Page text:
Understanding, patience and the right treatment saved Cyndi Carleton’s life.
When Cyndi Carleton was just 15, her mother became paraplegic and depressed. Having to assume the role of primary caregiver, Cyndi was forced to put her dreams on hold. Worse, in trying to meet her mother’s constant needs, 'good' was never good enough – a theme that haunted Cyndi for over a decade.
Looking back, she sees what triggered her behaviour. As a young figure skater and aspiring actor, she tried constantly to improve her performance but her biggest obstacle was low self-esteem. Perfectionism and a desire to achieve gave rise to an irrational resolve to control her body weight and shape.
That she developed anorexia nervosa still amazes her. “I didn't think I was capable of that, yet I was 5’-8”and weighed 90 pounds”, Cyndi says. “Climbing stairs was almost impossible – it physically hurt.” After a temporary recovery, she suffered a serious relapse at 26. Weighing less than 70 pounds, she was admitted to Toronto General Hospital's ICU with liver failure.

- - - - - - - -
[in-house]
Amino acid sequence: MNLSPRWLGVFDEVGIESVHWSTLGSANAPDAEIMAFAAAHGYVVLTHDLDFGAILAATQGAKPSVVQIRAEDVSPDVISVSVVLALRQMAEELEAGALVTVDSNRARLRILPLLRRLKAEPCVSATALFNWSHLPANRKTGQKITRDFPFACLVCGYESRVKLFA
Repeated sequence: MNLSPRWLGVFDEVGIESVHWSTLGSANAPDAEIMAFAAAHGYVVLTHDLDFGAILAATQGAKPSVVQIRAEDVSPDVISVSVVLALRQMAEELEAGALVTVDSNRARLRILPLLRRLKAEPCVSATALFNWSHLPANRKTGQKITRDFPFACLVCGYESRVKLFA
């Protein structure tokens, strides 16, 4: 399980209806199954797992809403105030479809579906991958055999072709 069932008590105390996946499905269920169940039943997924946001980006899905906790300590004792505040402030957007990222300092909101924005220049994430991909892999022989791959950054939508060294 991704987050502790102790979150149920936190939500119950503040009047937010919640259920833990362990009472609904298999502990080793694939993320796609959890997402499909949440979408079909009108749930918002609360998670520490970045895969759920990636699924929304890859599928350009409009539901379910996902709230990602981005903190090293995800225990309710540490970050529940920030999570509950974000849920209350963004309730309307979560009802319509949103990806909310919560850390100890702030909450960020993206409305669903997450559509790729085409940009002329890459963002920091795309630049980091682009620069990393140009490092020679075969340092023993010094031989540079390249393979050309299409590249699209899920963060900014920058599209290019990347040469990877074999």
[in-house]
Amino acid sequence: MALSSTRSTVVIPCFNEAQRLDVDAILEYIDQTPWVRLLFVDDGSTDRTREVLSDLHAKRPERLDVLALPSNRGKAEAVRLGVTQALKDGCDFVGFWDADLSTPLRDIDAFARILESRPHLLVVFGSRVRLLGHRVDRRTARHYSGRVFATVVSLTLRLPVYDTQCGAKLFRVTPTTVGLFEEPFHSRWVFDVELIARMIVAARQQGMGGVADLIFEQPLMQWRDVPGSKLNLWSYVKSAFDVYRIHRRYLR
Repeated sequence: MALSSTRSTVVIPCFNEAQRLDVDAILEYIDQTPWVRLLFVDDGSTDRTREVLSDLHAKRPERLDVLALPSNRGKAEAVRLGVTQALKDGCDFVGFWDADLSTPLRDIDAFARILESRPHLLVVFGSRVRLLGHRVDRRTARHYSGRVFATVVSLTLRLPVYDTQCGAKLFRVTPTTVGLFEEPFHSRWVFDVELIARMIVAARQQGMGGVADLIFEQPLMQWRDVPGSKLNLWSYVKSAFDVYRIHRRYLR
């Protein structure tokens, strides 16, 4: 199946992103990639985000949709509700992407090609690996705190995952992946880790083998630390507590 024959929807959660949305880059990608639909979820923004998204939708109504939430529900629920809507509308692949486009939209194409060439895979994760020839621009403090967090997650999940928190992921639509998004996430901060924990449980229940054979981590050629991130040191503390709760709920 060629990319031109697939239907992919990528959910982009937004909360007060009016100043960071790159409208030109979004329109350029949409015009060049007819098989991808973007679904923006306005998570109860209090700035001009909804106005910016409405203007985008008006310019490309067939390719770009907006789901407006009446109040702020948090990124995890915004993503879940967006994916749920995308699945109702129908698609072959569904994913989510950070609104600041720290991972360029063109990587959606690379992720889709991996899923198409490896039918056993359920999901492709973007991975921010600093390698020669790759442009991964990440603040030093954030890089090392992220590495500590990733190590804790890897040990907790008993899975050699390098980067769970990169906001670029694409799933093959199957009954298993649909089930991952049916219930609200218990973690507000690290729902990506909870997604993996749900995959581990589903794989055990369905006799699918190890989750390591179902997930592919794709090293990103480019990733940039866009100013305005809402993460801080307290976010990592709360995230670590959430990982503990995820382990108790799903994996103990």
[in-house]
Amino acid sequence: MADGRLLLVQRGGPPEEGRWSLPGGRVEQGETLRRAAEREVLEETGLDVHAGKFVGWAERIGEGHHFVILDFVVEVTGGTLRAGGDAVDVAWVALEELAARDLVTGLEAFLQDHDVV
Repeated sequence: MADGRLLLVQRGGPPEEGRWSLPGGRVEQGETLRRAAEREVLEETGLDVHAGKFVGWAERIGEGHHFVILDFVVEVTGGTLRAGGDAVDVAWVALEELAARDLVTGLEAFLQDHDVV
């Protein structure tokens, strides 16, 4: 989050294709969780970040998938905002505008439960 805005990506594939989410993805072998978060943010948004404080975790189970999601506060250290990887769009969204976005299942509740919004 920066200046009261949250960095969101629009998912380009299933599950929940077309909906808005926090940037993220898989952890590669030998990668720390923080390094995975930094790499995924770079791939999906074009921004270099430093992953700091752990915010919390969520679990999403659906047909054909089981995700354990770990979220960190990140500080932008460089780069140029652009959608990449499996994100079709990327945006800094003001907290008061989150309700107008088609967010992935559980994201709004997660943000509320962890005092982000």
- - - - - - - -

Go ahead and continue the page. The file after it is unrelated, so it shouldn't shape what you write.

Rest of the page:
In the Eating Disorder Inpatient Program, directed by Dr. Blake Woodside, Cyndi received psychiatric care and compassionate support. The Program helped her face her inner fears and reach a normal body weight. “This is an incredible team. They showed me how to believe in myself and gave me the will to go on”, says Cyndi. Today, she is healthy, acting – and enjoying her life.
Over the last two decades, Toronto General Hospital has become a leader in saving young lives from a health problem hidden for too long from public consciousness – eating disorders. In Canada alone, one in 20 women between 14 and 25 suffer from anorexia or bulimia nervosa, both characterized by fear of weight gain, feelings of ineffectiveness and low self-esteem.
Anorexia nervosa is identified by drastic weight loss from extreme food restriction. Bulimia nervosa is identified by frequent weight fluctuations and uncontrollable binge eating followed by purging, excessive exercising, or fasting to rid the body of unwanted calories. Binge-eating, or compulsive over eating, may be described as food intake that is emotionally ‘driven’ to the point of physical discomfort or beyond.
The Eating Disorders Program combines comprehensive treatment, pioneering research and is a major training ground for specialized caregivers. Due to the complex factors that contribute to eating disorders, patients receive treatment from a multi-disciplinary team of professionals including psychiatrists, psychologists, occupational therapists, registered dietitians, social workers and education specialists.